Nicholas Halse

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Sir Nicholas Halse (also written as Hall and Hales; died 1636)[1] was a landowner in Cornwall, England, governor of Pendennis Castle, an inventor, and a petitioner to Charles I of proposals for providing income for the treasury.

Life[edit]

He was the son of John Halse or Halsey of Efford, near Plymouth.[1] By 1596 he owned property in Cornwall. In that year or earlier, he married Grace, daughter of Sir John Arundell of Tolverne, and his wife Anne, daughter of Thomas Godolphin. The marriage connected him to families of the Cornish gentry. They had several children: his son James was the father of William Hals, known for his History of Cornwall.[2]

He was knighted by James I at Greenwich on 22 May 1605, and in 1608 was made Governor of Pendennis Castle, in which capacity he approved of the foundation of the town of Falmouth. In 1608 and 1609 he addressed two discourses to James I on the Dutch fisheries on the English coast.[1]

His invention, and petitions to Charles I[edit]

Halse invented an apparatus called a malt-kiln "for the dryinge of mault and hops with seacole, turffe, or any other fewell, without touching of smoake, and very usefull for baking, boyling, roasting, starchinge, and dryinge of lynnen, all at one and the same tyme and with one fyre". It was patented on 23 July 1635.[2]

His name occurs many times as a petitioner to Charles I in 1634, 1635, and 1636 in connection with his invention, and also in connection with some proposals of his whereby his majesty might gain money to replenish the treasury and supplement the tax of ship money which was then being levied. He prays King Charles "to employ the first seven years' profit of the writer's invention of kilns for sweet-drying malt without touch of smoke". He suggests further that Charles should undertake to govern the Low Countries on behalf of the King of Spain, on consideration of an annual payment of £2 million by the latter, especially as the "Hollanders" had already become ungrateful and insolent to the English, and if not checked might soon keep the Newcastle coals from coming to London, and entirely deprive this country of the supply of cables, cordage, and other such matters.[1]

In another petition, Halse estimates that his invention would save London alone £40,000 a year in wood and fuel, or £400,000 for all England and Ireland. In the following year, accordingly, an order dated Hampton Court, 11 June, directs that "malt-kilns erected by Halse be confirmed, and those by Page [his principal rival] be suppressed"; and 17 January 1637 "the assigns of Sir Nicholas Halse, deceased," petitioned the king "to take order for vacating all patents in prejudice to the grant to Sir N. Halse for the sole use of his new invented kilns".[1]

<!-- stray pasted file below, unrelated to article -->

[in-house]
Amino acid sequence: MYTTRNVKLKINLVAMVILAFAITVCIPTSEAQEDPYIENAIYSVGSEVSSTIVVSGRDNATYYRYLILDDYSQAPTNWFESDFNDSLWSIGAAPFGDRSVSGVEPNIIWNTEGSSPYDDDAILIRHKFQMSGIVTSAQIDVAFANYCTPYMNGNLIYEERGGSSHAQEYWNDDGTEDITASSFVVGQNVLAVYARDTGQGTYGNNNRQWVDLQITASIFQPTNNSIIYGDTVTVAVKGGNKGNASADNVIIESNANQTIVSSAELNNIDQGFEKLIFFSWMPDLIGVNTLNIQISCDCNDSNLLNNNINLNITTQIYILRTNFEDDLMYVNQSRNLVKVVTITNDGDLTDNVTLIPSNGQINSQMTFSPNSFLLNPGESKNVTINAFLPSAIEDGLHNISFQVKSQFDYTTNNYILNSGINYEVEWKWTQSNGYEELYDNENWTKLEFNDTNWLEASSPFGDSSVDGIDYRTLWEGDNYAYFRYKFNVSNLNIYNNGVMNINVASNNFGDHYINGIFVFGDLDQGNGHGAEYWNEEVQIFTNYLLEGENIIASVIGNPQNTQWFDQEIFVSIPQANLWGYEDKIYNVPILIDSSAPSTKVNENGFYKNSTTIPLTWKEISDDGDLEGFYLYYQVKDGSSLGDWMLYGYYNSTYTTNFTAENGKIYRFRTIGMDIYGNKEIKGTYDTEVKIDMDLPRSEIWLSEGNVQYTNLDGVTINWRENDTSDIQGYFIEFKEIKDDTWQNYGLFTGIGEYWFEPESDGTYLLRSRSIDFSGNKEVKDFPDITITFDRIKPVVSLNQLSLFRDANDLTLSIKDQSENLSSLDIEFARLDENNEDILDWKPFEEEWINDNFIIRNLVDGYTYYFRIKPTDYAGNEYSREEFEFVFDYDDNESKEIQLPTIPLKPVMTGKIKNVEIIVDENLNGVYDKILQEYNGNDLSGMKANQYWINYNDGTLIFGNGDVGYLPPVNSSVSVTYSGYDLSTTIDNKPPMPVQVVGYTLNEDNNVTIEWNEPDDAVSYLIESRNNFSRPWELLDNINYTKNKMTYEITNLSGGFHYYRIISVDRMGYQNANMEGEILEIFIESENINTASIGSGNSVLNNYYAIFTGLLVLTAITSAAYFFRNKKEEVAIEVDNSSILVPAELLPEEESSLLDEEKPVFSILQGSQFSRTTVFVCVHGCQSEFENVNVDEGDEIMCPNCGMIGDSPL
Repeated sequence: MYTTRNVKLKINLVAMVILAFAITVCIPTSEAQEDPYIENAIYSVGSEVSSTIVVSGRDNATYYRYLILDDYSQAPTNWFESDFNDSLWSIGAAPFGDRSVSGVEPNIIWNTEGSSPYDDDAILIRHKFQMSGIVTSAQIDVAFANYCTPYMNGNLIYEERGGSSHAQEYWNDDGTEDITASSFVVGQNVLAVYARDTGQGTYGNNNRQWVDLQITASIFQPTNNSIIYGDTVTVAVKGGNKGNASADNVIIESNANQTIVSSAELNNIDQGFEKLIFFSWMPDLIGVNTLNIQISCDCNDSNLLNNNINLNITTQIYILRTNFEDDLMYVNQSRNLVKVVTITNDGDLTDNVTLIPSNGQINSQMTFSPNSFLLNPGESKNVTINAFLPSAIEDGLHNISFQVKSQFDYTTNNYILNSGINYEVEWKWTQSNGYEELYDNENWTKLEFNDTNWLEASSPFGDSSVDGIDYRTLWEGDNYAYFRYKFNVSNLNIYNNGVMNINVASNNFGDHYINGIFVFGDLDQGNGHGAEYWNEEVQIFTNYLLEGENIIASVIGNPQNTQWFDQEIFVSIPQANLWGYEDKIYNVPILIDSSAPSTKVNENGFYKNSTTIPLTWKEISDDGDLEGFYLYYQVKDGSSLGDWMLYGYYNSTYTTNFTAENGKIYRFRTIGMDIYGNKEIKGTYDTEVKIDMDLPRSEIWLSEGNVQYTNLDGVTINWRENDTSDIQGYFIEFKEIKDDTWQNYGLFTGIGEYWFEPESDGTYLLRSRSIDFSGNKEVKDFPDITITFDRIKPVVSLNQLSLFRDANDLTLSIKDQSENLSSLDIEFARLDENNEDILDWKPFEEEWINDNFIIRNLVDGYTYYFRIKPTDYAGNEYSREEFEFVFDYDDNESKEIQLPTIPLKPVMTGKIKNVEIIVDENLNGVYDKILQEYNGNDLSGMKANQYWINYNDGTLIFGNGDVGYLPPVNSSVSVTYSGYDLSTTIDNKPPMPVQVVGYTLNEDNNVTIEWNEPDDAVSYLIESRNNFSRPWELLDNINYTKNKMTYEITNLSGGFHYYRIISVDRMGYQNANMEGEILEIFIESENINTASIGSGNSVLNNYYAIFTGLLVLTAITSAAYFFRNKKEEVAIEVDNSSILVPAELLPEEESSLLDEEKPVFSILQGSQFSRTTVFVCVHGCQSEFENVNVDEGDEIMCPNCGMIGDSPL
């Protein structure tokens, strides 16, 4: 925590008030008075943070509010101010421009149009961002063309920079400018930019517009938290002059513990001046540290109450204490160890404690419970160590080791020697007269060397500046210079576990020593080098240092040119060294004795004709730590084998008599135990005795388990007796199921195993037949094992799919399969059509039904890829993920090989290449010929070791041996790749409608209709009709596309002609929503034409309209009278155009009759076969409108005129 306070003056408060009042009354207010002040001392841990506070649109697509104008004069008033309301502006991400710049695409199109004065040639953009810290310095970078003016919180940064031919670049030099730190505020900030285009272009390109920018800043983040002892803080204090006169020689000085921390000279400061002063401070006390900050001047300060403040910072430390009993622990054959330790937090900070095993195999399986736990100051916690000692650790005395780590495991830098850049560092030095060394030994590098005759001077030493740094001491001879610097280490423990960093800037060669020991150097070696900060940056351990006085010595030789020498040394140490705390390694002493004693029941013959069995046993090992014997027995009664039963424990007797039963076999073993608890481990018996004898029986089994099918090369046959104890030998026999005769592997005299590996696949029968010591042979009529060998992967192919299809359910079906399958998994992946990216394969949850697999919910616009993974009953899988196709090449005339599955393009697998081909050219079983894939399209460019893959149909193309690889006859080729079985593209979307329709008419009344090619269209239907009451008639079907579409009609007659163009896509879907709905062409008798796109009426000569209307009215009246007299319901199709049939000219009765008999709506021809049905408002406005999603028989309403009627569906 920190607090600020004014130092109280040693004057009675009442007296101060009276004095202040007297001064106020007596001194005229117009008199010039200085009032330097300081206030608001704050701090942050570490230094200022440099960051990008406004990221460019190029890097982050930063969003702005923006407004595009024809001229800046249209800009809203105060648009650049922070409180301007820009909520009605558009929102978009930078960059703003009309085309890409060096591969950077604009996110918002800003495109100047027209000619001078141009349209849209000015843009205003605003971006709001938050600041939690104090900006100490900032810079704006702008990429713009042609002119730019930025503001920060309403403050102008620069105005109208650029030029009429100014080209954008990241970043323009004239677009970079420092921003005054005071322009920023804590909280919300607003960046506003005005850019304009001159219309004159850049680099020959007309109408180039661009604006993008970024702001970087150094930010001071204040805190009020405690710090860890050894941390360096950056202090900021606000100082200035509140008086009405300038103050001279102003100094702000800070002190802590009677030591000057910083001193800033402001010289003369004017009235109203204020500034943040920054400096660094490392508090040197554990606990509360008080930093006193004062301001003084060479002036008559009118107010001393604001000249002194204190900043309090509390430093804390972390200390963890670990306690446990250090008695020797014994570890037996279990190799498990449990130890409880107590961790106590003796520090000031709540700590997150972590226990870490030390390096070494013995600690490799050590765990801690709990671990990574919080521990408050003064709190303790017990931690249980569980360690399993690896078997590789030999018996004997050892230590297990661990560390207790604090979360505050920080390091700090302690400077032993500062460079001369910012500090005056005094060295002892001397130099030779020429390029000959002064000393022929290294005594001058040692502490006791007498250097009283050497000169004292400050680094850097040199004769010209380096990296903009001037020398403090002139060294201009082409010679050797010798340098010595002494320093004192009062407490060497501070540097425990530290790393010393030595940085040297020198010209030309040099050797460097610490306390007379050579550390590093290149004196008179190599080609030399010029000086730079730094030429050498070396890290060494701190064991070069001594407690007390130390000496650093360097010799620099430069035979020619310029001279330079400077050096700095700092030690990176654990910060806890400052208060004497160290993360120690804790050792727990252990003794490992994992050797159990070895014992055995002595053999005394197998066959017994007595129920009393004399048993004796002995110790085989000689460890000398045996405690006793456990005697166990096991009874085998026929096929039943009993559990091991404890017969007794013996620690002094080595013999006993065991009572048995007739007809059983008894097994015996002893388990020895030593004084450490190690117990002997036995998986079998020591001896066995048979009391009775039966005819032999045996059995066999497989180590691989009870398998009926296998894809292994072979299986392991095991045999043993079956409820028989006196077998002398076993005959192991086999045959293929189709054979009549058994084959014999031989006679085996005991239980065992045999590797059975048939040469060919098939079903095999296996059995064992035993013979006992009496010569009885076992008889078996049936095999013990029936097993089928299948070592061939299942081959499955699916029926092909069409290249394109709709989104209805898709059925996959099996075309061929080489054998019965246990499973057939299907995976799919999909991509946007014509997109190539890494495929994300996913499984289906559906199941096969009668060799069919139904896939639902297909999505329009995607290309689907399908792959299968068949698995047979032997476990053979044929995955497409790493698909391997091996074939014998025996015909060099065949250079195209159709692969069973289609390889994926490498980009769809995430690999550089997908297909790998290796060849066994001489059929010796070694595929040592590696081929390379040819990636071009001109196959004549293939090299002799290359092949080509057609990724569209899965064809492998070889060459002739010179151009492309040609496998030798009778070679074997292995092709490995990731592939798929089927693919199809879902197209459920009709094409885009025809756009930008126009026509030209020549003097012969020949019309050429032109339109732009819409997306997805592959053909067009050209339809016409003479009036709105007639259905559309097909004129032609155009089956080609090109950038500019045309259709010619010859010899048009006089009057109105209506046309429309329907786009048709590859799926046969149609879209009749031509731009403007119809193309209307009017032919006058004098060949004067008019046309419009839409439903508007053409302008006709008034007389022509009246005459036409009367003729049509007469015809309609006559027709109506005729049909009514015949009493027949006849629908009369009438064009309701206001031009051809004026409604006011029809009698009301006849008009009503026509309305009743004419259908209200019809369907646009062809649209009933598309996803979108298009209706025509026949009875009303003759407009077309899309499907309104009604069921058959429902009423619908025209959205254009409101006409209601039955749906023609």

During the same year a commission was appointed, dated 2 June, "to enquire whether Nicholas Page, clerk, or Sir Nicholas Halse was the first inventor of certaine kilns for the drying of malt"; and subsequent entries in the State Papers Collection (e.g. under 27 April) seem to establish the claims of the assigns of Halse.[1]

Posthumous volume[edit]

After Halse's death in 1636, his drafts of proposals were transcribed and edited into a manuscript volume, which was presented to the king by Francis Stewart, son of the Earl of Bothwell. It is now in the Egerton Collection (MS1140).[2] It is entitled Great Britain's Treasure, unto the sacred majestie of the great and mightie monarch Charles the first of England, Scotland, France, and Ireland king, most humbly presenteth Francis Stewart — by whose loyall care the subsequent treatises have been painefully recollected out of the old papers and fragments of that worthy and lately deceased knight, your Majestie's faithfull and ingenuous servant, Sir Nicolas Halse, anno Domini 1636. There are five treatises, written in Old English character, and inscribed outside "Tibi soli O Rex Charissime".[1]

The contents refer mainly to various revenues, giving Halse's estimate of the amount realised, and certain improvements that could be effected on behalf of the crown. King Charles is advised to increase his income "by ordaining, after the example of the King of France, that all foraigne shipps shall pay 15s. for eache tun" on landing. Another proposal is to grant "a Lease of 21 years of your Majesty's fishing unto the Hollenders". A treatise suggests the "coynage of Mundick and sinder Tinne" instead of the copper then current. Also proposed is the conversion "of 100,000 sturdie vagabonds and idle beggars" into "laborious and industrious tradesmen in the fishing craft". The book consists of 114 pages, followed by about forty unpaged, which contain an epilogue, several statistical notes, and a Medulla or abstract of the topics discussed.[1]

References[edit]

  1. ^ a b c d e f g h Anderson, Robert Edward (1890). "Halse, Nicholas" . In Stephen, Leslie; Lee, Sidney (eds.). Dictionary of National Biography. 24. London: Smith, Elder & Co. p. 124.
  2. ^ a b c Considine, John. "Halse, Sir Nicholas". Oxford Dictionary of National Biography (online ed.). Oxford University Press. doi:10.1093/ref:odnb/12028. (Subscription or UK public library membership required.)

Attribution